Teacher and Principal Evaluation Policy
The data and analysis on this page is from 2019. View and download the most recent policy data and analysis on Measures of Student Growth in Florida from the State of the States 2022: Teacher and Principal Evaluation Policies report.
The state should require instructional effectiveness to be the determinative criterion of any teacher evaluation. The bar for this goal was raised in 2017.
Impact of student growth: Florida requires at least one-third of a teacher's evaluation rating to be based on data and indicators of student growth. "Student performance data must reflect actual contribution of the teacher to the performance of the students assigned to that teacher and in the teacher's subject matter." The student growth portion of the evaluation must include growth data for students assigned to the teacher over the course of at least three years. If three years of data are not available, the proportion of growth data may be determined by instructional assignment.
Florida does not require that teachers meet student growth goals or be rated at least effective for the student growth portion of their evaluation to earn an overall rating of effective. However, the state does require that to be rated highly effective on student performance, teachers must earn at least a value-added score greater than zero. To be rated effective on student performance, teachers must earn at least a value-added score of zero, indicating that a teacher's students scored no higher or lower, on average, than expected.
State's role in evaluation system: Florida districts develop teacher evaluation systems based on the state's criteria.
Florida Statute 1012.34 Florida Rules 6A-5.0411
Require instructional effectiveness to be a determinative criterion of any teacher evaluation.
Although Florida requires that objective evidence of student growth be included in a substantial way in a teacher's evaluation rating, it does not play a profound role in a teacher's overall evaluation rating. Florida should ensure that a teacher is not able to earn an overall rating of effective if he or she is rated less-than-effective at increasing student growth.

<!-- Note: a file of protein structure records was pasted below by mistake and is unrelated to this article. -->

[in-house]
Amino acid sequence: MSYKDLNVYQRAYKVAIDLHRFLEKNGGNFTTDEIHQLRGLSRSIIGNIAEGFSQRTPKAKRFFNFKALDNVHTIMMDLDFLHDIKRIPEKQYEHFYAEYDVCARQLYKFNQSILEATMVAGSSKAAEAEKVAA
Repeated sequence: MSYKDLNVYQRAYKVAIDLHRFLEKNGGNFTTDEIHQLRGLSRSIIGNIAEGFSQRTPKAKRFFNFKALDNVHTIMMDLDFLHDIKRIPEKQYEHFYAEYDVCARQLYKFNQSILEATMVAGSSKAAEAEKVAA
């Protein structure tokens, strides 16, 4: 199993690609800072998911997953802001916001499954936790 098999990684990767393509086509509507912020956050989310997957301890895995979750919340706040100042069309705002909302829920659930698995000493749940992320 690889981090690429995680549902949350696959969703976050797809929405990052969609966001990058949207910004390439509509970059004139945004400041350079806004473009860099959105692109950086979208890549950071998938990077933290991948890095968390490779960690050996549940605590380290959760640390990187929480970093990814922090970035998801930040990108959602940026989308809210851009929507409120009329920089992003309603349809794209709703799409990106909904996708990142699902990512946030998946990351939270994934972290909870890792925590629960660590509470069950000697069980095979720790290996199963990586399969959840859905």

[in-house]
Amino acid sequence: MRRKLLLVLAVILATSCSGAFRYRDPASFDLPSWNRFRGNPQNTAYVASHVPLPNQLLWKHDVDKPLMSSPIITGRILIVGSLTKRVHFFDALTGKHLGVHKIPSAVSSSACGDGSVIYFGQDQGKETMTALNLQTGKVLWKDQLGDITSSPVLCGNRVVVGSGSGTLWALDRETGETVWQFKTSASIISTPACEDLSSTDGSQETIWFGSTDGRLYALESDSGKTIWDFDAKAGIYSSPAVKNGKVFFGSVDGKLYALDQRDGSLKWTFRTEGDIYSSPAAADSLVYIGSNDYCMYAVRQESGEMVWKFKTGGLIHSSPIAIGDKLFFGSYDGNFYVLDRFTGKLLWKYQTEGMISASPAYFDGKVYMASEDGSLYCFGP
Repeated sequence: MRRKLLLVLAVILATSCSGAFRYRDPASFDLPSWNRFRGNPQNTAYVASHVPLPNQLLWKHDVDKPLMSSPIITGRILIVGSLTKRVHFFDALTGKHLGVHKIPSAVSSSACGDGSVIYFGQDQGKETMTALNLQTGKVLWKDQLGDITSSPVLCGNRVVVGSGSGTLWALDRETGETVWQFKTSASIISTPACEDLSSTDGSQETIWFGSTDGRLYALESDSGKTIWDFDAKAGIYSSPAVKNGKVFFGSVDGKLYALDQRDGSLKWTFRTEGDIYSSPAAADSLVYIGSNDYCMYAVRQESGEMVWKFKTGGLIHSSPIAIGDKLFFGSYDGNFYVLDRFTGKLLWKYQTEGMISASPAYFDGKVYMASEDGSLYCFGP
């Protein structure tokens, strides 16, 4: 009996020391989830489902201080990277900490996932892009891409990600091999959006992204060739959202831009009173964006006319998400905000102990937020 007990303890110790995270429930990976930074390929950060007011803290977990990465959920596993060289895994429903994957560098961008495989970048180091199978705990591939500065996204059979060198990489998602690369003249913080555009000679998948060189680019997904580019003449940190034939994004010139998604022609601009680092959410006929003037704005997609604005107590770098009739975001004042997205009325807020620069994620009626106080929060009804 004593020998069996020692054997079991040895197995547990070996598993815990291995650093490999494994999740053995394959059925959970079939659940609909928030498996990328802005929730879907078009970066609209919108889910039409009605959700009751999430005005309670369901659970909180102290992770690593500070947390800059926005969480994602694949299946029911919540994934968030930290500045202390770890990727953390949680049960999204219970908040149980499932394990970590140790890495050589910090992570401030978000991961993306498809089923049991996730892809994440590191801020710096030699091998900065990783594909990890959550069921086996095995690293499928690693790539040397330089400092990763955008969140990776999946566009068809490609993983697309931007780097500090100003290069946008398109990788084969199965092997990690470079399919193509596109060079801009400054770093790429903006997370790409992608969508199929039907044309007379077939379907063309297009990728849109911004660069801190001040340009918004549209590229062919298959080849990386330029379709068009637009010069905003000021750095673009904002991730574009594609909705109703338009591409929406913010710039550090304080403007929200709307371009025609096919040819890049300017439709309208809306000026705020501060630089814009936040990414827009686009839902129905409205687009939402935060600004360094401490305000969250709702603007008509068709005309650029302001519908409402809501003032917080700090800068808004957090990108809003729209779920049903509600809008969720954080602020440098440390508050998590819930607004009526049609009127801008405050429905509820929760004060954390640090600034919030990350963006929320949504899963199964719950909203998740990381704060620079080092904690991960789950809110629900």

Florida asserted that at least one-third of a teacher's evaluation rating is based on classroom observations that focus on and document the effectiveness of instruction. Florida further provided that all of its districts' evaluation systems are based on contemporary research and on the Florida Educator Accomplished Practices, which focus on effectiveness of instruction.
7A: Measures of Student Growth
Many factors should be considered in formally evaluating a teacher; however, nothing is more important than effectiveness in the classroom. Value-added models are an important tool for measuring student achievement and school effectiveness. These models have the ability to measure individual students' learning gains, controlling for students' previous knowledge and background characteristics. While some research suggests value-added models are subject to bias and statistical limitations, rich data and strong controls can eliminate error and bias. In the area of teacher quality, examining student growth offers a fairer and potentially more meaningful way to evaluate a teacher's effectiveness than other methods schools use.
Unfortunately, districts have used many evaluation instruments, including some mandated by states, which are structured so that teachers can earn a satisfactory rating without any evidence that they are sufficiently advancing student learning in the classroom. Teacher evaluation instruments should include factors that combine both human judgment and objective measures of student learning.